My fellow Muggles: I understand your discontent, your frustration, your apathy. Our political system is inherently flawed. But remember, it could always be worse. You could be a wizard.

Anna Leszkiewicz is a pop culture writer at the New Statesman.

GETTY
Show Hide image

Cabinet audit: what does the appointment of Andrea Leadsom as Environment Secretary mean for policy?

The political and policy-based implications of the new Secretary of State for Environment, Food and Rural Affairs.

A little over a week into Andrea Leadsom’s new role as Secretary of State for Environment, Food and Rural Affairs (Defra), and senior industry figures are already questioning her credentials. A growing list of campaigners have called for her resignation, and even the Cabinet Office implied that her department's responsibilities will be downgraded.

So far, so bad.

The appointment would appear to be something of a consolation prize, coming just days after Leadsom pulled out of the Conservative leadership race and allowed Theresa May to enter No 10 unopposed.

Yet while Leadsom may have been able to twist the truth on her CV in the City, no amount of tampering will improve the agriculture-related side to her record: one barely exists. In fact, recent statements made on the subject have only added to her reputation for vacuous opinion: “It would make so much more sense if those with the big fields do the sheep, and those with the hill farms do the butterflies,” she told an audience assembled for a referendum debate. No matter the livelihoods of thousands of the UK’s hilltop sheep farmers, then? No need for butterflies outside of national parks?

Normally such a lack of experience is unsurprising. The department has gained a reputation as something of a ministerial backwater; a useful place to send problematic colleagues for some sobering time-out.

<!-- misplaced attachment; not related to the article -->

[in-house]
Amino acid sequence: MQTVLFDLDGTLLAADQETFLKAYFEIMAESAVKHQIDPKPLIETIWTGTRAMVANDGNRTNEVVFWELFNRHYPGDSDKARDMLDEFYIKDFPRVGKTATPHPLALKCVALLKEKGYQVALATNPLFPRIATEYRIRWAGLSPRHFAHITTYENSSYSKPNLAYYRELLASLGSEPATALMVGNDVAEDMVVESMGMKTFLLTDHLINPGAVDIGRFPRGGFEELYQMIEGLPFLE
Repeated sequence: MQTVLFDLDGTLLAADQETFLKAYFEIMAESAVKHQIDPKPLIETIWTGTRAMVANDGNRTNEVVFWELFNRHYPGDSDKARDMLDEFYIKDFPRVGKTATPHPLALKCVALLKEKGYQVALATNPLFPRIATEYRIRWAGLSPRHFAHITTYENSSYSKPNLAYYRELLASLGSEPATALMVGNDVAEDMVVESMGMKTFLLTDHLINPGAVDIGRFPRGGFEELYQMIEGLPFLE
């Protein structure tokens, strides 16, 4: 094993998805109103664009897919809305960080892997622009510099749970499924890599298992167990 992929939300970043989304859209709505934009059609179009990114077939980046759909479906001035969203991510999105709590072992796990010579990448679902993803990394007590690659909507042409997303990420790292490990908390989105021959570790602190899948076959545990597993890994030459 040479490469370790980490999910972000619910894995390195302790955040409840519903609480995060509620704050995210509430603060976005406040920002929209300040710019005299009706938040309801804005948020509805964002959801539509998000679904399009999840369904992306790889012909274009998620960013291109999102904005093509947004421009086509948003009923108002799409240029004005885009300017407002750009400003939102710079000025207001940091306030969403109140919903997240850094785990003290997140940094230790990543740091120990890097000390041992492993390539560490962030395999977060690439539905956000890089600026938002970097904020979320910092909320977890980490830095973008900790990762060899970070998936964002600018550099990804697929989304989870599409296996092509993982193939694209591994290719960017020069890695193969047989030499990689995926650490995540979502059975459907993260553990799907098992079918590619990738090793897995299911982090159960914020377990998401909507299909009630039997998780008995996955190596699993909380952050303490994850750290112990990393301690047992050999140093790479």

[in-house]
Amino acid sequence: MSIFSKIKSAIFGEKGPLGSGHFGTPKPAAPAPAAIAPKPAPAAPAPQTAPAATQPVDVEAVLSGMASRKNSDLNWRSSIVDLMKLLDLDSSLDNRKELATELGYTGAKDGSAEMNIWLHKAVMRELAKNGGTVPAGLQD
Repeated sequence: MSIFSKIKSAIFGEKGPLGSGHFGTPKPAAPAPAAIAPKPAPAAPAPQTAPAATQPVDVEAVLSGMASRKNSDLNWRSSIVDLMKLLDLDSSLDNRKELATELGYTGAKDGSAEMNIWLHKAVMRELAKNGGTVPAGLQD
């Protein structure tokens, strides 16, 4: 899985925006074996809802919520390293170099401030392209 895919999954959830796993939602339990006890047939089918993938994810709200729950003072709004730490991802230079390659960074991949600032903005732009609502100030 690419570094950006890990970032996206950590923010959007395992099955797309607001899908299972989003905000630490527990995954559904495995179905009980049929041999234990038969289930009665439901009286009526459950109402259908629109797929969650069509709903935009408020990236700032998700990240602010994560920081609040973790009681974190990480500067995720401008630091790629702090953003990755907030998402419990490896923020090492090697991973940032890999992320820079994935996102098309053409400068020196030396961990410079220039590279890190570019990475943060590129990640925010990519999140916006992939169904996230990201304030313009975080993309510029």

But these are not normal times.

As Brexit negotiations unfold, Defra will be central to establishing new, domestic policies for UK food and farming; sectors worth around £108bn to the economy and responsible for employing one in eight of the population.

In this context, Leadsom’s appointment seems, at best, a misguided attempt to make the architects of Brexit either live up to their promises or be seen to fail in the attempt.

At worst, May might actually think she is a good fit for the job. Leadsom’s one, water-tight credential – her commitment to opposing restraints on industry – certainly has its upsides for a Prime Minister in need of an alternative to the EU’s Common Agricultural Policy (CAP); a policy responsible for around 40 per cent the entire EU budget.

Why not leave such a daunting task in the hands of someone with an instinct for “abolishing” subsidies  thus freeing up money to spend elsewhere?

As with most things to do with the EU, CAP has some major cons and some equally compelling pros. Take the fact that 80 per cent of CAP aid is paid out to the richest 25 per cent of farmers (most of whom are either landed gentry or vast, industrialised, mega-farmers). But then offset this against the provision of vital lifelines for some of the UK’s most conscientious, local and insecure of food producers.

The NFU told the New Statesman that there are many issues in need of urgent attention; from an improved Basic Payment Scheme, to guarantees for agri-environment funding, and a commitment to the 25-year TB eradication strategy. But that they also hope, above all, “that Mrs Leadsom will champion British food and farming. Our industry has a great story to tell”.

The construction of a new domestic agricultural policy is a once-in-a-generation opportunity for Britain to truly decide where its priorities for food and environment lie, as well as to which kind of farmers (as well as which countries) it wants to delegate their delivery.

In the context of so much uncertainty and such great opportunity, Leadsom has a tough job ahead of her. And no amount of “speaking as a mother” will change that.

India Bourke is the New Statesman's editorial assistant.